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Bottle carbonation - yeast raft or infection?

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Hi all,

I just bottled my first brew (at least since one I did for Uni back in 2011), and less than 24 hours later I've got a bunch of gunk at the top of each bottle. Not ideal, but I can't tell if this is more likely to be yeast rafts or infection.
20210113_143615.jpg


This is the relevant brewing info:

It's a kit brew using pre-hopped wort, only thing I added was boiling water, tap water, and some steeped finishing hops. Fermentation went OK, gravity levelled out at 1.010, which is a bit high but I don't think I was using the healthiest yeast so attenuation probably wasn't fantastic. Fermentation temp was typically around 24C, but may have gone up as high as 26C at times, as I don't really have temperature control options (I'm in an apartment with very little space). I neglected to take an OG reading. Fearing a stuck fermentation, I gave the fermenter a couple of swirls 24 hours apart, but nothing changed gravity-wise. The yeast, however, completely refused to settle, terrible flocculation and an extremely hazy beer.

I decided to do a single bottle to check if this was going to end up being bottle bombs, and within about 5 days it was done, which probably isn't surprising given how much yeast was floating in the beer, but it seemed to level out and not explode. It did warp the bottom of the PET bottle a bit, but I left it for a couple of days and it got no worse, the bottle still had a little bit of give, so it wasn't bursting at the seems. I chilled it and took it to a party and it was perfectly carbonated, but very, very green flavour-wise.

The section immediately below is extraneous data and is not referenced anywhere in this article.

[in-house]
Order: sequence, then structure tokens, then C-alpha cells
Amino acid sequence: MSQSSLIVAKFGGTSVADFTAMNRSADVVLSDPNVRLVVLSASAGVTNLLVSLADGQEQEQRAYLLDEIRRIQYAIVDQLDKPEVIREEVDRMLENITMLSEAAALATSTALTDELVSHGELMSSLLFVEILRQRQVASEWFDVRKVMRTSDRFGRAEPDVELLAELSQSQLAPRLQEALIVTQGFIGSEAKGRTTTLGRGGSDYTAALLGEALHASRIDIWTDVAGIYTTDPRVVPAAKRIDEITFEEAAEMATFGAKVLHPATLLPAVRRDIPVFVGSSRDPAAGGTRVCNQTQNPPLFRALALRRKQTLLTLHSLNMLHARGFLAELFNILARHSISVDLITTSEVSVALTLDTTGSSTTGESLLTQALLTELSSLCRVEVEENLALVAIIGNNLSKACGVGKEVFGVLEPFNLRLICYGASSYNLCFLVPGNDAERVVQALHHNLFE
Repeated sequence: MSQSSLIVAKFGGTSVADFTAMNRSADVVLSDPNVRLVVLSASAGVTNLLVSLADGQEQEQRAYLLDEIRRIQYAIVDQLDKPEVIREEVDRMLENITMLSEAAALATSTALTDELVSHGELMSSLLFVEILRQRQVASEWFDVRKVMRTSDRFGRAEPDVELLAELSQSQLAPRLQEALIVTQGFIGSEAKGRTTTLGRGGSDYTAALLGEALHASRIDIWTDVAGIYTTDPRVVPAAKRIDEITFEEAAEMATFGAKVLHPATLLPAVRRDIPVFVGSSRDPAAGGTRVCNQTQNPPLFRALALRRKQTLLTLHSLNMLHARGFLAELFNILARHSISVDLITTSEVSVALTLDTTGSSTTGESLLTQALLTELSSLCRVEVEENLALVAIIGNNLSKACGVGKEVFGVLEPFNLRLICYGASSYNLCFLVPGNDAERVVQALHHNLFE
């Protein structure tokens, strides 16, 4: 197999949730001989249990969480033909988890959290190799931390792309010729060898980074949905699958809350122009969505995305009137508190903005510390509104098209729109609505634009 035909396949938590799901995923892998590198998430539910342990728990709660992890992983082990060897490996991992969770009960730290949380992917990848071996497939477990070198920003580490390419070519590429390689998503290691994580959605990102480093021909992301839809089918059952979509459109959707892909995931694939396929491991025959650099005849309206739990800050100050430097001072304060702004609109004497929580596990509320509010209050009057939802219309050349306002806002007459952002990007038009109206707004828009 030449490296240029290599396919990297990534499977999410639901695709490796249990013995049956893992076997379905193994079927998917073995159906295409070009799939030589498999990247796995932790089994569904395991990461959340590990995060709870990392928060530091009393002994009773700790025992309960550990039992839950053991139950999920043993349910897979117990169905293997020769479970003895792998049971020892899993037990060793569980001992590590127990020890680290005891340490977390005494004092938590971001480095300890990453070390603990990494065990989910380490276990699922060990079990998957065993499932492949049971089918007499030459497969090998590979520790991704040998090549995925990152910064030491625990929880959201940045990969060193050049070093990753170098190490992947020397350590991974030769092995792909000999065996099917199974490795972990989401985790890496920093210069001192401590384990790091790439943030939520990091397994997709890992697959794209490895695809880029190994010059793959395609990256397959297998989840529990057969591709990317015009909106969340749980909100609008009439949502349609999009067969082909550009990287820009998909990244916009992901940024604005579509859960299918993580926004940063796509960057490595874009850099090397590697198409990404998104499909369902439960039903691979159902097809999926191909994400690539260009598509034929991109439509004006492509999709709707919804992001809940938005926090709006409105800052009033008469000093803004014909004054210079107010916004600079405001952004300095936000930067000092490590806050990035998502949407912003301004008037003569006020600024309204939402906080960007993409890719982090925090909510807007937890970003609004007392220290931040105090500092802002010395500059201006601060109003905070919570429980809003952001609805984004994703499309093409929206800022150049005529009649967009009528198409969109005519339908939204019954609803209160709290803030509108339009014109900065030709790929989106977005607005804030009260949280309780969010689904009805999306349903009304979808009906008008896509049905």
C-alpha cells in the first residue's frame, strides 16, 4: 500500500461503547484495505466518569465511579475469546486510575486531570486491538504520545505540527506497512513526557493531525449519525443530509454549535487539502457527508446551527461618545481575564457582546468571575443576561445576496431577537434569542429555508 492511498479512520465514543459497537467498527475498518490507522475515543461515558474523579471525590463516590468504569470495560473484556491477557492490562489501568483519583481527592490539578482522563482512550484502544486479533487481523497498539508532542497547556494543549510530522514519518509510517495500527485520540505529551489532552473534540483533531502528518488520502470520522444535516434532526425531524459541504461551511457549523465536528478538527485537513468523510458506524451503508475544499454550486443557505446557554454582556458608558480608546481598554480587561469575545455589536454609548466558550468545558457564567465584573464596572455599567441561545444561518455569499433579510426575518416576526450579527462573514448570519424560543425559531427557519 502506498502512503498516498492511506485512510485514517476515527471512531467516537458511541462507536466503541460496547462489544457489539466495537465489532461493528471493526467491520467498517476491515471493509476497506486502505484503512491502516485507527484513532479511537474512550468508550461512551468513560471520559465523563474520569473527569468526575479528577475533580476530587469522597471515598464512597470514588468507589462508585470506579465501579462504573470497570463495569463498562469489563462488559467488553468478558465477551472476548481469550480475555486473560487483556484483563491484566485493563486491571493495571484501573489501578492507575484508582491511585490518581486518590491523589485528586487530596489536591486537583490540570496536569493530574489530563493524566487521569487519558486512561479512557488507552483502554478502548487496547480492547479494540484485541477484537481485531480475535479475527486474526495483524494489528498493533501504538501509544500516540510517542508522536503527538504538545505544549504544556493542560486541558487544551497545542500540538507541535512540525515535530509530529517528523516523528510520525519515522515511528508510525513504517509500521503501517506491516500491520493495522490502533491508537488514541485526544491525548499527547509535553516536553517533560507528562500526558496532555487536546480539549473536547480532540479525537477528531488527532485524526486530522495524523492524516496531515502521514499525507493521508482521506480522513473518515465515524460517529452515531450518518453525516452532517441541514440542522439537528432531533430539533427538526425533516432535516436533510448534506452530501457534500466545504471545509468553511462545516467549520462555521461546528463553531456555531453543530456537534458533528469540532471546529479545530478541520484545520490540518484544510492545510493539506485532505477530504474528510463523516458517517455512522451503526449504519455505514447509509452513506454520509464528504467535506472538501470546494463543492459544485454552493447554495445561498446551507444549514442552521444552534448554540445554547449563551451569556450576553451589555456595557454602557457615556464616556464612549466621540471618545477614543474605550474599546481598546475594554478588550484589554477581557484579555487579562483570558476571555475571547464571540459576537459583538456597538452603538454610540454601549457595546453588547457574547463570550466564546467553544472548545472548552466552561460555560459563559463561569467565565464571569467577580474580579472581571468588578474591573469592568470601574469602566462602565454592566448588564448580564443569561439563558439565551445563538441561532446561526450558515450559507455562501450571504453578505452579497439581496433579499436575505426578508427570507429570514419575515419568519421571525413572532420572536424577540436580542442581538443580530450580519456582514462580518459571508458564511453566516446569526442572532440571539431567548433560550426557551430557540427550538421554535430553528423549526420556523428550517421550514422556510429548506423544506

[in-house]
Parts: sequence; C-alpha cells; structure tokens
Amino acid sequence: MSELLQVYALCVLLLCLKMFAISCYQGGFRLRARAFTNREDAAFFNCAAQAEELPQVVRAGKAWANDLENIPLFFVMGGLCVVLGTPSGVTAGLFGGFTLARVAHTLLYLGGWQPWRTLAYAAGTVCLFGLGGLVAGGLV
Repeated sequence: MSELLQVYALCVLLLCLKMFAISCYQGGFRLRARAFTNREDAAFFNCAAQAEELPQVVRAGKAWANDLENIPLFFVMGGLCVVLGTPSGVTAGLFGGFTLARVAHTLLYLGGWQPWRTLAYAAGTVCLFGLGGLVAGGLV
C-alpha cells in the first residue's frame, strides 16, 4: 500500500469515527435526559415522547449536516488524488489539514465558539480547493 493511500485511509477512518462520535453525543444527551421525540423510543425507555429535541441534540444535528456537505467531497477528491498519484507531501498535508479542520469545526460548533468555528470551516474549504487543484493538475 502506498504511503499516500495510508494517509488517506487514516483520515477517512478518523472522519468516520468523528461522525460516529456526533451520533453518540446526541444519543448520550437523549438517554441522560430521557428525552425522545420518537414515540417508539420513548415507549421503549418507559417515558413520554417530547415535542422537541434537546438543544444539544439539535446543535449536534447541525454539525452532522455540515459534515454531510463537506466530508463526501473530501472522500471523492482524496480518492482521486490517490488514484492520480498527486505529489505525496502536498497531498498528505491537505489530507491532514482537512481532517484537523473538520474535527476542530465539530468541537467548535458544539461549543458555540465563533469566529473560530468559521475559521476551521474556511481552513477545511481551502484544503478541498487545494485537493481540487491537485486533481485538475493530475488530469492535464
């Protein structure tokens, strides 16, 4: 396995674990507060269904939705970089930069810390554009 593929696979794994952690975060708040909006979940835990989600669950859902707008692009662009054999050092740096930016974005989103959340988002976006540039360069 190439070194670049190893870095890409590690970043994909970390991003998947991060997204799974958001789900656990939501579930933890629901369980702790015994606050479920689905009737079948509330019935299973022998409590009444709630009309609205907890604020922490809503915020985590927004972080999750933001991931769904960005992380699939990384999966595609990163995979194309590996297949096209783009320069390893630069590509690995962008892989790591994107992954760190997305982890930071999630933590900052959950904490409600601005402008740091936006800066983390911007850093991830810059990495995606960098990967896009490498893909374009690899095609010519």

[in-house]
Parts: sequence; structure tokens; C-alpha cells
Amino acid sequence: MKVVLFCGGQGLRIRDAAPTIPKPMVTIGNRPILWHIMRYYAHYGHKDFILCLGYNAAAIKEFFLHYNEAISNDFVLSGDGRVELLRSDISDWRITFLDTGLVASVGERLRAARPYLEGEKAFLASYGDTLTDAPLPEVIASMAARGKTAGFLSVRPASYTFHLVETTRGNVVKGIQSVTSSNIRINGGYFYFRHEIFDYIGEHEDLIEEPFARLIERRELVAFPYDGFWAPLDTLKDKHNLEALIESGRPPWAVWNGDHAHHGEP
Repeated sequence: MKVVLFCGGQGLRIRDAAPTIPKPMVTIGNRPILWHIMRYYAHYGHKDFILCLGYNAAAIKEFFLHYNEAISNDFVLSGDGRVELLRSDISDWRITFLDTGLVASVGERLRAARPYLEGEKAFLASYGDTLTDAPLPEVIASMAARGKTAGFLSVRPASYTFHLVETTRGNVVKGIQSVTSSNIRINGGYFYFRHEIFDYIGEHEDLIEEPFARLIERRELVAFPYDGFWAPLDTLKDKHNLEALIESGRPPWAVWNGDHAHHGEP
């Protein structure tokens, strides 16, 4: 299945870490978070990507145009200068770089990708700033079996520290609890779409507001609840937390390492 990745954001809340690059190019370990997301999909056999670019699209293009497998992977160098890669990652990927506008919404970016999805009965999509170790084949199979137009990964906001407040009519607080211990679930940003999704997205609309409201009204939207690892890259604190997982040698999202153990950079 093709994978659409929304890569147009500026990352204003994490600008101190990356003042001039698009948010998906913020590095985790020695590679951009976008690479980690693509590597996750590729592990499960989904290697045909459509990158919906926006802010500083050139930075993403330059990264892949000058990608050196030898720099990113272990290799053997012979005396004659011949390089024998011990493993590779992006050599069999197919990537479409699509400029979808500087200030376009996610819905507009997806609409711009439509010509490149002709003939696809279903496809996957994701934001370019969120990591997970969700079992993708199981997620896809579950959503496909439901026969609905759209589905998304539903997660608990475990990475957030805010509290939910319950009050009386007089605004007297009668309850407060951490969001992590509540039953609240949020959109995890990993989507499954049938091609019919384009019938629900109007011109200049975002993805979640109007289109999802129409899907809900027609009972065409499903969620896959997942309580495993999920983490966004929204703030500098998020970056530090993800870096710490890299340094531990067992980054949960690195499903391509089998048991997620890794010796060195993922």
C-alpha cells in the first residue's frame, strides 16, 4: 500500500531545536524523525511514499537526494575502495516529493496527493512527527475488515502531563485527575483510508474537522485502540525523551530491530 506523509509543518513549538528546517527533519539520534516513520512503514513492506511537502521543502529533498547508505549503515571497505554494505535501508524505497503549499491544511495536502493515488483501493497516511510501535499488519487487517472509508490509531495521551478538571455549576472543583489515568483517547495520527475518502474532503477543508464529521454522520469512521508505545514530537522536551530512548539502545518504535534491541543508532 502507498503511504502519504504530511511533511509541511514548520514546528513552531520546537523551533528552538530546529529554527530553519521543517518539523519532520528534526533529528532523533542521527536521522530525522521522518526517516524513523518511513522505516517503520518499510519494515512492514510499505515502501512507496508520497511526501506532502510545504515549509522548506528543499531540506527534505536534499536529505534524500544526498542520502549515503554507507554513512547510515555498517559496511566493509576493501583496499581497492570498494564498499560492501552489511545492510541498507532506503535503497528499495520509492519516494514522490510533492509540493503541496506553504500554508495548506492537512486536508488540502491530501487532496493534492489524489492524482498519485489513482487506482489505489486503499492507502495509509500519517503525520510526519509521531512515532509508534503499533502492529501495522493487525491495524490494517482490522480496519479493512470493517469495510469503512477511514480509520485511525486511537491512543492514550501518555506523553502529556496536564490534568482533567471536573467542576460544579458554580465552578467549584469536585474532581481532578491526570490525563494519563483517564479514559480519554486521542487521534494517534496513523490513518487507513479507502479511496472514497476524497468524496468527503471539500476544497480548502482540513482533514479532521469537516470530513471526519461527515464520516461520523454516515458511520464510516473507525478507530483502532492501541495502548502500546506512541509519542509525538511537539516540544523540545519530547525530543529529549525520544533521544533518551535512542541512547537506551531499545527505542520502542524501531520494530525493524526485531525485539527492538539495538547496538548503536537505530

I decided to dry hop with about 25g Cascade hops - pellets straight into the fermenter. This did not improve the haze/murkiness situation, I should have used a sock, but I could not be bothered doing up sanitiser for a single hop sock. Lesson learned I guess.

Anyway, left it to dry hop for a few days, the flavour and aroma greatly improved over this time. Two nights ago, I grabbed some finings in an attempt to clear up the beer. When dissolving I thought I set the kettle to 80 degrees but may have forgotten to, so I'm not sure if I used very hot or boiling water, in case that's relevant.

Then last night, I bottled the rest of the beer because I had some time and was, frankly, impatient. The finings didn't do much, the first 5 bottles or so I put a hop sock over the bottling wand to filter out the bigger particles, after which point it cleared a bit but was still full of yeast in suspension. There was no hint of infection in the beer - in fact it was tasting way better than I had dared to hope after earlier taste tests.

This morning, there were patches of gunk already formed, and they've gotten a bit larger over the course or the day. It's about 28C indoors today, but the bottles are sitting on a cooler tile floor which I am hoping is keeping them down to around 25-26C. I have attached a photo.